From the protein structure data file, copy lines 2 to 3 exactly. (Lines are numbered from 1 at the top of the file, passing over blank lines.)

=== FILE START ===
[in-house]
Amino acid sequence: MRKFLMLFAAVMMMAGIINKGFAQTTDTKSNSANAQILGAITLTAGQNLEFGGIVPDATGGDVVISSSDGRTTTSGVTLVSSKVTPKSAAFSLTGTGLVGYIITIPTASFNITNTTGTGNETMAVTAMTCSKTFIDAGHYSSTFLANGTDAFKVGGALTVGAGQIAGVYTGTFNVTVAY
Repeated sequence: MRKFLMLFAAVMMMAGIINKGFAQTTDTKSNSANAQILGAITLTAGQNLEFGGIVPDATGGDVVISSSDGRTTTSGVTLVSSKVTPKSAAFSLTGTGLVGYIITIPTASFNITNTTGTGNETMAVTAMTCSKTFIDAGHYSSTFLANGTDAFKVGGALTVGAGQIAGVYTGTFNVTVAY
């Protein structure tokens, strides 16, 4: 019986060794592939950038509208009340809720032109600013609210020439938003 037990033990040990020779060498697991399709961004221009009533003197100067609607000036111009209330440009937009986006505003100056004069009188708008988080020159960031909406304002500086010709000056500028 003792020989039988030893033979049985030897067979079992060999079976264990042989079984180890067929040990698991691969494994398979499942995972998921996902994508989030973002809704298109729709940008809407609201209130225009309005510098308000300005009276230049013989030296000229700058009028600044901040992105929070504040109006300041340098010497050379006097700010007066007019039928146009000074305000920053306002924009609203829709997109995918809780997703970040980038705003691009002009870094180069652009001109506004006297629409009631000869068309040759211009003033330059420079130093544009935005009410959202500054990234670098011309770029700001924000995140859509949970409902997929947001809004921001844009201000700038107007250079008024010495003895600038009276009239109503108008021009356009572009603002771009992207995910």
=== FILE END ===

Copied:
Amino acid sequence: MRKFLMLFAAVMMMAGIINKGFAQTTDTKSNSANAQILGAITLTAGQNLEFGGIVPDATGGDVVISSSDGRTTTSGVTLVSSKVTPKSAAFSLTGTGLVGYIITIPTASFNITNTTGTGNETMAVTAMTCSKTFIDAGHYSSTFLANGTDAFKVGGALTVGAGQIAGVYTGTFNVTVAY
Repeated sequence: MRKFLMLFAAVMMMAGIINKGFAQTTDTKSNSANAQILGAITLTAGQNLEFGGIVPDATGGDVVISSSDGRTTTSGVTLVSSKVTPKSAAFSLTGTGLVGYIITIPTASFNITNTTGTGNETMAVTAMTCSKTFIDAGHYSSTFLANGTDAFKVGGALTVGAGQIAGVYTGTFNVTVAY